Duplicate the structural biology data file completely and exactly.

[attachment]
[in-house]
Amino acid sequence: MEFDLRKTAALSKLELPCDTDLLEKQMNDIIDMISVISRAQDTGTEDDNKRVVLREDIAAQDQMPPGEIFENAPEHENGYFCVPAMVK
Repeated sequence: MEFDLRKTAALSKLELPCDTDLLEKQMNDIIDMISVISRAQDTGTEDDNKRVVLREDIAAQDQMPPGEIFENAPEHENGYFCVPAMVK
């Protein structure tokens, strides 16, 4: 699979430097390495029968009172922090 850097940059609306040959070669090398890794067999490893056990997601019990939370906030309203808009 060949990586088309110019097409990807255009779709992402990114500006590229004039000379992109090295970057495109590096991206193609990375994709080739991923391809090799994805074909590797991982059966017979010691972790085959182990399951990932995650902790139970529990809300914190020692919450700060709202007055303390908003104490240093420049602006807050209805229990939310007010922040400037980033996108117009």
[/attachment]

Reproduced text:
[in-house]
Amino acid sequence: MEFDLRKTAALSKLELPCDTDLLEKQMNDIIDMISVISRAQDTGTEDDNKRVVLREDIAAQDQMPPGEIFENAPEHENGYFCVPAMVK
Repeated sequence: MEFDLRKTAALSKLELPCDTDLLEKQMNDIIDMISVISRAQDTGTEDDNKRVVLREDIAAQDQMPPGEIFENAPEHENGYFCVPAMVK
């Protein structure tokens, strides 16, 4: 699979430097390495029968009172922090 850097940059609306040959070669090398890794067999490893056990997601019990939370906030309203808009 060949990586088309110019097409990807255009779709992402990114500006590229004039000379992109090295970057495109590096991206193609990375994709080739991923391809090799994805074909590797991982059966017979010691972790085959182990399951990932995650902790139970529990809300914190020692919450700060709202007055303390908003104490240093420049602006807050209805229990939310007010922040400037980033996108117009």